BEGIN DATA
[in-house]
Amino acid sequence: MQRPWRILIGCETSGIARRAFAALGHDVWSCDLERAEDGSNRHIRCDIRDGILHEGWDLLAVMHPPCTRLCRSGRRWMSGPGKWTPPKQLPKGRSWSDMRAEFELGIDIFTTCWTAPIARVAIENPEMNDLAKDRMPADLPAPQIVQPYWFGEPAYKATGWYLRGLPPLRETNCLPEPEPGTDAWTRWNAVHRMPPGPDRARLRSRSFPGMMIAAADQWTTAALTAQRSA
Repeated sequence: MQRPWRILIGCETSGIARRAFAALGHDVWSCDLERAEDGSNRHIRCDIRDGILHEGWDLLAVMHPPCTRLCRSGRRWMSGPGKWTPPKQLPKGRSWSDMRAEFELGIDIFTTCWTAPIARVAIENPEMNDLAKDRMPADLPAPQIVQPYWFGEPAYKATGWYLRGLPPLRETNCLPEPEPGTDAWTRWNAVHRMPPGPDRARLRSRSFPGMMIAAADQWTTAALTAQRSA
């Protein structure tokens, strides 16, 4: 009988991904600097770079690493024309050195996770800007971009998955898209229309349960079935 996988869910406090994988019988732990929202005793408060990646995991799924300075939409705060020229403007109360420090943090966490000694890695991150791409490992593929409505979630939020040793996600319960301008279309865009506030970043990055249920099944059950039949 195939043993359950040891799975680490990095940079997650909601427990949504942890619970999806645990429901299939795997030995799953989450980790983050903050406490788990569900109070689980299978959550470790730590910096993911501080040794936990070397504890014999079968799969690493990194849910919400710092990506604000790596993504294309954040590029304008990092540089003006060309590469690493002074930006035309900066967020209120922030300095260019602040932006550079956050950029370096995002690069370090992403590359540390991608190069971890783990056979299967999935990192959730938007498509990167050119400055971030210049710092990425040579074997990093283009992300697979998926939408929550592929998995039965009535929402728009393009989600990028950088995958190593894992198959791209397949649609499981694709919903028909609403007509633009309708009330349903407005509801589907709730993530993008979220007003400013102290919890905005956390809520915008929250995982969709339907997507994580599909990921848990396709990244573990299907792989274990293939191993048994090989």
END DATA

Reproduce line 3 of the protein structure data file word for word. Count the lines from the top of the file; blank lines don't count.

Repeated sequence: MQRPWRILIGCETSGIARRAFAALGHDVWSCDLERAEDGSNRHIRCDIRDGILHEGWDLLAVMHPPCTRLCRSGRRWMSGPGKWTPPKQLPKGRSWSDMRAEFELGIDIFTTCWTAPIARVAIENPEMNDLAKDRMPADLPAPQIVQPYWFGEPAYKATGWYLRGLPPLRETNCLPEPEPGTDAWTRWNAVHRMPPGPDRARLRSRSFPGMMIAAADQWTTAALTAQRSA